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Dr. B.
Dr. B., Board Certified Veterinarian
Category: Vet
Satisfied Customers: 16211
Experience:  General practice veterinary surgeon with extensive experience in a wide range of species.
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Hi, I have 9 weeks old kittens at home, they are already

Customer Question

Hi,

I have 9 weeks old kittens at home, they are already eating dry kitten food and drinking plenty of water but one of them still have really bad diarrhea, its leaking out of his bum while having a poo and afterwards too, he doesn't go to his littler tray anymore and looks like he has to have a poo whenever as almost he cant make it to his littler tray, It also looks a little ill, bit smaller then his brother and lot less energetic then his brother, can you please help ???

Thank you
Submitted: 3 years ago.
Category: Vet
Expert:  Dr. B. replied 3 years ago.

Hello, I am Dr. B, a licensed veterinarian and I would like to help you with your wee one today.

 

First, I must say that I am concerned about this wee kitten. Chronic profuse diarrhea can often cause serious issues for these little ones. The major reason is that kittens just don't have the same the body reserves as adult cats. This means diarrhea can quickly lead to dehydration; which is what will make him be less energentic and feel poorly. Furthermore, if this kitten is having diarrhea this bad, he will be losing nutrition that should be going to growing. And as you have seen when comparing him to his brother, this is already compromising his growth and may leave him stunted.

 

Now when kitties start experiencing diarrhoea, there can be a number of culprits. This includes bacterial infection, viruses (feline coronavirus, rotavirus, panleukopenia), parasites (worms but also protozoa like Giardia, Coccidia, Tritrichomonas), dietary indiscretion, sensitive stomachs, toxins and foreign bodies.The last two are hopefully less likely here but do need to be kept in mind if you know he has had access to something he shouldn't have.

 

In this situation, since it has already been going on long enough that he is becoming depressed and potentially dehydrated, we need to act quickly and proactively before this gets any more serious for him. To start, it would be highly advisable to get this kitten seen to by a vet. If we do this at this stage, it gives us a better chance of pinpoint a diagnosis and treating him effectively (and hopefully avoiding collase, hospitalization and IV fluids to keep him from fading away on you). If you are planning on having him checked by a vet, I would suggest that you submit a fresh fecal sample. (You can even do this before having him seen). This can be tested for common parasites, protozoa (and Tritrichomonas would certainly be one to rule out with the nature of his diarrhea), viruses, and bacteria. If this is determined to be a bacterial diarrhea, then the lab will check a antibiotic sensitivity of the agent to tell you what drug will be most effective to clear this for him.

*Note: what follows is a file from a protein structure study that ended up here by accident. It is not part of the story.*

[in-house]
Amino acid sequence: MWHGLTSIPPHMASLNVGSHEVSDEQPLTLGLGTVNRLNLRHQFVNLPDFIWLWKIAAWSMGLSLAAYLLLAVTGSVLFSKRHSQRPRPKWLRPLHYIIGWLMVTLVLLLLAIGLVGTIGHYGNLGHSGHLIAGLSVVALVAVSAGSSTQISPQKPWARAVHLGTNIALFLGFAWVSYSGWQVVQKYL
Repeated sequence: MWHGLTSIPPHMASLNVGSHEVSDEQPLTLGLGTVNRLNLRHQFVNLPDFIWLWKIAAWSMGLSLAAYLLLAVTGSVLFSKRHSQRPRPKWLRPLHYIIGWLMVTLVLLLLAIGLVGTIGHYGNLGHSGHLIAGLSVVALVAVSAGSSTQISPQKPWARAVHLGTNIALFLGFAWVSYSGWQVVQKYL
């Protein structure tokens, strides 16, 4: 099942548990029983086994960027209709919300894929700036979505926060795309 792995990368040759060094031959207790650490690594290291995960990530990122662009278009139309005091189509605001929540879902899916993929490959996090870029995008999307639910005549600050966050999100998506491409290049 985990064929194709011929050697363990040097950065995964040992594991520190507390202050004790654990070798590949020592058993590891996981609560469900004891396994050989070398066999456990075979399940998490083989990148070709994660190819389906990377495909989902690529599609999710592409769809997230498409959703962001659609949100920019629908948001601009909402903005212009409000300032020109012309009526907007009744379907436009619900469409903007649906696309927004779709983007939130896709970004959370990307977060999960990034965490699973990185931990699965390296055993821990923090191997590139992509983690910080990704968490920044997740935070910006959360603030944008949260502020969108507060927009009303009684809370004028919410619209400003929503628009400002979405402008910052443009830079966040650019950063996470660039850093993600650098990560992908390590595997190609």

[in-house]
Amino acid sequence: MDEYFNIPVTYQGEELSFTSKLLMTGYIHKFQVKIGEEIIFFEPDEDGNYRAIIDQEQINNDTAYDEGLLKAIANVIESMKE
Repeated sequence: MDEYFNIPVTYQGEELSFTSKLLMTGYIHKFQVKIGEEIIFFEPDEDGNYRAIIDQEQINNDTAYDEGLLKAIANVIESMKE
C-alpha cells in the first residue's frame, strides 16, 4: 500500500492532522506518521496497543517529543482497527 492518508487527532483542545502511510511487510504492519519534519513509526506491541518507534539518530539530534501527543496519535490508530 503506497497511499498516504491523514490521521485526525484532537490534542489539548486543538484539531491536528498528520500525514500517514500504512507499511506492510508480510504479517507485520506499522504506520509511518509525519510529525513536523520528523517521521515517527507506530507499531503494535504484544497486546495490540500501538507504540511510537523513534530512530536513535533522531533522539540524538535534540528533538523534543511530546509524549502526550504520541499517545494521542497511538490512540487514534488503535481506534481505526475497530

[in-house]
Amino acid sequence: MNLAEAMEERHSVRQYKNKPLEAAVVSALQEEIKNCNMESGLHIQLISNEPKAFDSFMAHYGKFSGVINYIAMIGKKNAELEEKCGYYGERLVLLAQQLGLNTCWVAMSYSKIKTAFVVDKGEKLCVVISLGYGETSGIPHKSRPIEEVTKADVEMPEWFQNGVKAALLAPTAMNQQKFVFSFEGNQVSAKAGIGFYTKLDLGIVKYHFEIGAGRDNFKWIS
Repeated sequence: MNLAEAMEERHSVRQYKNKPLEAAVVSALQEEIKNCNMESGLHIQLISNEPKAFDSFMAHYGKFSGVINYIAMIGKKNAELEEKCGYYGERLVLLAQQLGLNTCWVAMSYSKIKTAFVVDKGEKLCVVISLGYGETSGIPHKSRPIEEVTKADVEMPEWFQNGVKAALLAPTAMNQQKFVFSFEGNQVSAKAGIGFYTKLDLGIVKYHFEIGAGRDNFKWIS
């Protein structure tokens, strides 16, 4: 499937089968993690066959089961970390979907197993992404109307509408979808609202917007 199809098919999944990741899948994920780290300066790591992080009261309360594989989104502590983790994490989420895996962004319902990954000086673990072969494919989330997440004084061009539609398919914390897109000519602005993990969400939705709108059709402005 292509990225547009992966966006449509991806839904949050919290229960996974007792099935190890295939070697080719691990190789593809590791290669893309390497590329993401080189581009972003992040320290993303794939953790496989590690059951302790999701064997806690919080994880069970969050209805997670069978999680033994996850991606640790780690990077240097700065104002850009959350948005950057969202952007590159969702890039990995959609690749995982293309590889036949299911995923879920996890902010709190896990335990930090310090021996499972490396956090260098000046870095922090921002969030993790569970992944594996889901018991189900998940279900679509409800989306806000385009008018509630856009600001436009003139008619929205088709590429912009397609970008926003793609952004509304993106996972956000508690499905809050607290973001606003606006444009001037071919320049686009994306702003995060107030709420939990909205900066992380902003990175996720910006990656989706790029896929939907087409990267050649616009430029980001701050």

Now in regards XXXXX XXXXX to do at home just now, the first thing to consider is assessing his hydration to make sure he isn't already dehydrated.To check him hydration status to make sure he is not becoming dehydrated there are a few things we can test at home. One is whether the eyes appear sunken, if the gums are tacky instead of wet/moist, and whether he has a "skin tent" when you lift the skin. To see how to check these parameters for dehydration, you can find a wee video on this HERE. ( They use a big dog but it makes it easier to see and the principles are exactly the same) If you are seeing any signs of dehydration already, then you do want to have your kitty seen by him vet before this gets out of control.

 

In regards XXXXX XXXXX we'd want to have him on a light/easily digestible diet. Examples of this would be boiled chicken, boiled white fish, scrambled eggs (made with water and not milk), meat baby food (do avoid the ones with garlic powder in the ingredients) or there are also veterinary prescription diets that can be used in cases of gastroenteritis (ie Royal Canin Gastrointestinal Diet (LINK), Hill’s I/D (LINK) or Royal Canin Sensitivity Control LINK)). These diets aim for provide nutrition to the stressed gut without making it work hard to digest the food. Small frequent meals are preferable in these situations to give the gut a chance to process what is fed and slow diarrhea.

 

To slow the diarrhea, and thus slow the amount of nutrition and fluid he is losing, you can consider treating him with a cat safe anti-diarrhea medication like Protexin Prokolin. This is available over the counter at the vet's and is a GI microflora support that can slow the diarrhea, give him fecal control, and prevent dehydration from this continual loss of fluids via feces. Otherwise, Kaolin can be administered, though only once a vet has ruled our sinister diarrhea causes like Salmonella or Campylobacter.

 

 

Overall, there can be a range of conditions that can cause diarrhea in a kitten this age. Since he is already showing evidence of stunting and slowing down (likely due to dehydration), you do want to act quickly at this stage. So, it would be ideal to have him checked at this stage and a fecal sample tested. Depending on the findings of the exam and fecal test, you will be able to determine which agent is to blame and how you can treat it most effectively to get this poor lad's diarrhea under control.

 

I hope this information is helpful.

If you need any additional information, do not hesitate to ask!

Dr. B.

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